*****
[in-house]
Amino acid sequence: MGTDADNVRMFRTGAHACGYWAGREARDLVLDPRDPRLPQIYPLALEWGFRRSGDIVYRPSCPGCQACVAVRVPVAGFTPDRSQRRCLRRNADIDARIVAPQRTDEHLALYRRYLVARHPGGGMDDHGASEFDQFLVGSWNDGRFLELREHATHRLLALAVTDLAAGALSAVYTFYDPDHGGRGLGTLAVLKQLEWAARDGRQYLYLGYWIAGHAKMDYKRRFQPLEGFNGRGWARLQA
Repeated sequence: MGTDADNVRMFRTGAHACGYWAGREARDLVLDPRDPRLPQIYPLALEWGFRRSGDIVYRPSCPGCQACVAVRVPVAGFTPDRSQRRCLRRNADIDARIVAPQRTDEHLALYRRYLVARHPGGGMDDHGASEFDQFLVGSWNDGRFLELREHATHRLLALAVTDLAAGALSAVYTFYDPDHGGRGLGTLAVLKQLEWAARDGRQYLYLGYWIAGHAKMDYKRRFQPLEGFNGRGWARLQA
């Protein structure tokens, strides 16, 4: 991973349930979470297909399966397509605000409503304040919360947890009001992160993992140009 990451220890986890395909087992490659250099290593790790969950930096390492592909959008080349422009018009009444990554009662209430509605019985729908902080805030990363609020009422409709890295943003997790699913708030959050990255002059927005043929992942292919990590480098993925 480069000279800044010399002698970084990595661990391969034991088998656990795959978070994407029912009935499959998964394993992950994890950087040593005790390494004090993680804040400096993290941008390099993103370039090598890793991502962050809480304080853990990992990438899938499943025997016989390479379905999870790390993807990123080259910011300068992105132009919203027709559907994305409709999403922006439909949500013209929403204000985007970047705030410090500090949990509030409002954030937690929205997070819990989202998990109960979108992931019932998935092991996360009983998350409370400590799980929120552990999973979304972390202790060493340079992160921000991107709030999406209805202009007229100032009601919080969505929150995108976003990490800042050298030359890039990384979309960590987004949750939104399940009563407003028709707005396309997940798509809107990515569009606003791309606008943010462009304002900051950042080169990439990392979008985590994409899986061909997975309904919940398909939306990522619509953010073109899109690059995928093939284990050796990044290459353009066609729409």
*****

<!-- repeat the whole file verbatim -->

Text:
[in-house]
Amino acid sequence: MGTDADNVRMFRTGAHACGYWAGREARDLVLDPRDPRLPQIYPLALEWGFRRSGDIVYRPSCPGCQACVAVRVPVAGFTPDRSQRRCLRRNADIDARIVAPQRTDEHLALYRRYLVARHPGGGMDDHGASEFDQFLVGSWNDGRFLELREHATHRLLALAVTDLAAGALSAVYTFYDPDHGGRGLGTLAVLKQLEWAARDGRQYLYLGYWIAGHAKMDYKRRFQPLEGFNGRGWARLQA
Repeated sequence: MGTDADNVRMFRTGAHACGYWAGREARDLVLDPRDPRLPQIYPLALEWGFRRSGDIVYRPSCPGCQACVAVRVPVAGFTPDRSQRRCLRRNADIDARIVAPQRTDEHLALYRRYLVARHPGGGMDDHGASEFDQFLVGSWNDGRFLELREHATHRLLALAVTDLAAGALSAVYTFYDPDHGGRGLGTLAVLKQLEWAARDGRQYLYLGYWIAGHAKMDYKRRFQPLEGFNGRGWARLQA
């Protein structure tokens, strides 16, 4: 991973349930979470297909399966397509605000409503304040919360947890009001992160993992140009 990451220890986890395909087992490659250099290593790790969950930096390492592909959008080349422009018009009444990554009662209430509605019985729908902080805030990363609020009422409709890295943003997790699913708030959050990255002059927005043929992942292919990590480098993925 480069000279800044010399002698970084990595661990391969034991088998656990795959978070994407029912009935499959998964394993992950994890950087040593005790390494004090993680804040400096993290941008390099993103370039090598890793991502962050809480304080853990990992990438899938499943025997016989390479379905999870790390993807990123080259910011300068992105132009919203027709559907994305409709999403922006439909949500013209929403204000985007970047705030410090500090949990509030409002954030937690929205997070819990989202998990109960979108992931019932998935092991996360009983998350409370400590799980929120552990999973979304972390202790060493340079992160921000991107709030999406209805202009007229100032009601919080969505929150995108976003990490800042050298030359890039990384979309960590987004949750939104399940009563407003028709707005396309997940798509809107990515569009606003791309606008943010462009304002900051950042080169990439990392979008985590994409899986061909997975309904919940398909939306990522619509953010073109899109690059995928093939284990050796990044290459353009066609729409």